Through working with a lot of people and allies in Philly, I was hearing that people were still going to the conference and they started to see a shift happening. Moving it out of New England, Tracy coming on as Director, the revamping of staff, the focus on racial equity and economic justice all created a shift that caught my attention. 

NESAWG got on my radar again the year the conference was in Philly. A lot of people I knew were getting involved and they reached out to go. I went with a group of young people (which NESAWG provided scholarships for) and Jamila Medley from Philadelphia Area Cooperative Alliance. We presented together. It was a totally different feel in terms of the themes, who was coordinating the conference, and who were the main speakers. Some conferences will have a track or couple of courses on food justice but that is exactly what this whole conference was about. I was also tasked by my organization to become a bit more external. I had been so internally focused on rebuilding our organization because we were also going through our own evolution of uprooting white supremacy within ourselves and developing a vision that was rooted in justice. I could see the parallels with NESAWG and UTC. 

I saw that Malaika and Nicole were a part of the staff. Nicole presented a couple times as a part of this statewide coalition that I have been participating in the last couple years so I had a go-to person. Having Malaika on the conference planning front, and Nicole on the policy front built up NESAWG's credibility for me. 

In terms of my job, I was actively looking for something new. Something that was more rooted in community and smaller. The last role I had was in development. When you’re working in a development role for a big nonprofit it feels like pulling back the curtain. You see a lot of how power is brokered in a much more corporate way than I thought a non-profit should operate. I had this internal conflict of my professional and my personal values. That is what got me here. 

 

What are three tips that you would recommend for anyone who wanted to get into this kind of work?

I think what's really important is not to enter into a field and expect everyone to teach you. There's a lot of work you need to do on your own. It’s also important to realize that you don’t come in a blank slate. You bring all of your other experiences and knowledge. I didn't come into urban agriculture and food justice without a pretty strong analysis already around race, class and gender. I had already been thinking and studying that for about 15 years. A lot of what I didn't understand was how that fit within the context of the food system, climate and environment. What do I understand about racialized capitalism and how do I see it playing out  in our current food system? How do I understand heteropatriarchy and how do I relate that to how we extract resources? What does that look like in our relationship to land and private property? It is important to commit to our own study and development to be effective contributors and leaders in our roles in our sector. It’s important to be thinking about what's the current historical and political moment that we are in and what is the future we’re trying to usher in.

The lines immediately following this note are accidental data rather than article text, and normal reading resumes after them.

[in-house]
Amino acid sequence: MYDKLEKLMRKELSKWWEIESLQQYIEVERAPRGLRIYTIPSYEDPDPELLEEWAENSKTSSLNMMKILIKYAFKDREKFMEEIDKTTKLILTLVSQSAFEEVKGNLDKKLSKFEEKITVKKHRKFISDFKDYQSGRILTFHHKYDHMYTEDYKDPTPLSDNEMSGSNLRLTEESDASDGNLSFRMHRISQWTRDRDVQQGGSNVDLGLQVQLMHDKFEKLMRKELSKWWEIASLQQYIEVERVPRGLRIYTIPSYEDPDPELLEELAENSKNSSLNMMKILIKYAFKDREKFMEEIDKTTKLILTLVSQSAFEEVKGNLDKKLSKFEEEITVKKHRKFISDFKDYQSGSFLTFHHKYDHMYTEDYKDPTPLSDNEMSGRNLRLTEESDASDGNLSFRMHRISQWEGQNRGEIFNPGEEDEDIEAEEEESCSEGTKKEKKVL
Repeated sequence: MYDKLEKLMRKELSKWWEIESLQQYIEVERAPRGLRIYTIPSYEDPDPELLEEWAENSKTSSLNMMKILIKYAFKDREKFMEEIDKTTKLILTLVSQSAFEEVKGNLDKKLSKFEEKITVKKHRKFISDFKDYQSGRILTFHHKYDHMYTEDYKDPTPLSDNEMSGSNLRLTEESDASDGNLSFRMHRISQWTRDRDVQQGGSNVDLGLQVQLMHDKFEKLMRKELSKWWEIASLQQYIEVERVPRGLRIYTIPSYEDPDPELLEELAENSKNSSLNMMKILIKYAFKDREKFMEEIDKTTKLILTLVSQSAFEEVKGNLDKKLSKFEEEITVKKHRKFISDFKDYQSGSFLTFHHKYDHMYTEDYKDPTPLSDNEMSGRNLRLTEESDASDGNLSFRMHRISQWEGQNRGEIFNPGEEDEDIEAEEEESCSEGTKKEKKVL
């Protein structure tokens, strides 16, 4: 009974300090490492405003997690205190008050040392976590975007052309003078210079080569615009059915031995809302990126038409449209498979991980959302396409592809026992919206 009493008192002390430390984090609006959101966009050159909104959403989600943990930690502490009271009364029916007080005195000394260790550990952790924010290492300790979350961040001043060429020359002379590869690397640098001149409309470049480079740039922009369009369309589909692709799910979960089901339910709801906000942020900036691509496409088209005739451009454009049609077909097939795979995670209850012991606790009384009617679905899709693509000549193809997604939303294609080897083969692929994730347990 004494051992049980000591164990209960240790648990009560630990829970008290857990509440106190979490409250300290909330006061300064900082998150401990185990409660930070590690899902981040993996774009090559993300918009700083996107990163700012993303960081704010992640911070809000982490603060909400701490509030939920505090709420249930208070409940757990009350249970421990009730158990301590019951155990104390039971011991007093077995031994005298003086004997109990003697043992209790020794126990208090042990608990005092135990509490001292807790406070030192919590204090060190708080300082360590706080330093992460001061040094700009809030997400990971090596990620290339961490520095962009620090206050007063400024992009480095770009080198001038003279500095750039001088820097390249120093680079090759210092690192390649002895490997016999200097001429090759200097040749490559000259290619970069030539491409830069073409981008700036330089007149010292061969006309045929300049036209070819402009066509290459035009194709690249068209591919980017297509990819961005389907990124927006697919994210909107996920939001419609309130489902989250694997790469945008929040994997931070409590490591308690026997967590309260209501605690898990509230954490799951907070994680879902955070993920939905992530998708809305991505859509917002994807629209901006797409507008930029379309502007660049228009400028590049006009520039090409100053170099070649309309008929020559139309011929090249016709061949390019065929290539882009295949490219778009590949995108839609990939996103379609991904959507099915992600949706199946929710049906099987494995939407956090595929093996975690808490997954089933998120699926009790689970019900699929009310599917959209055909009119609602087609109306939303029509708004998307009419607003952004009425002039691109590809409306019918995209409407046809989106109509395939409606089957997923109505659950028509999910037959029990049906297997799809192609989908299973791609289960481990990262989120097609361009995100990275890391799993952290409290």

Another tip, and something we tell people reaching out to us about trying to start a farm or garden, is to do the groundwork in the neighborhood first. Is this something other people want or is this your vision that you created in the bubble? What is your connection to the community? What relationships have you built? What is the underground infrastructure that you've done? What community support have you garnered? Are you coming as one person or are you coming with a team of people ready to go? You can build garden beds all day long and they'll end up abandoned if you haven’t built relationships and sustainability of the project first. People make this work. While important, it’s not the gardens beds, the farm or the tools that make this work, it’s the people.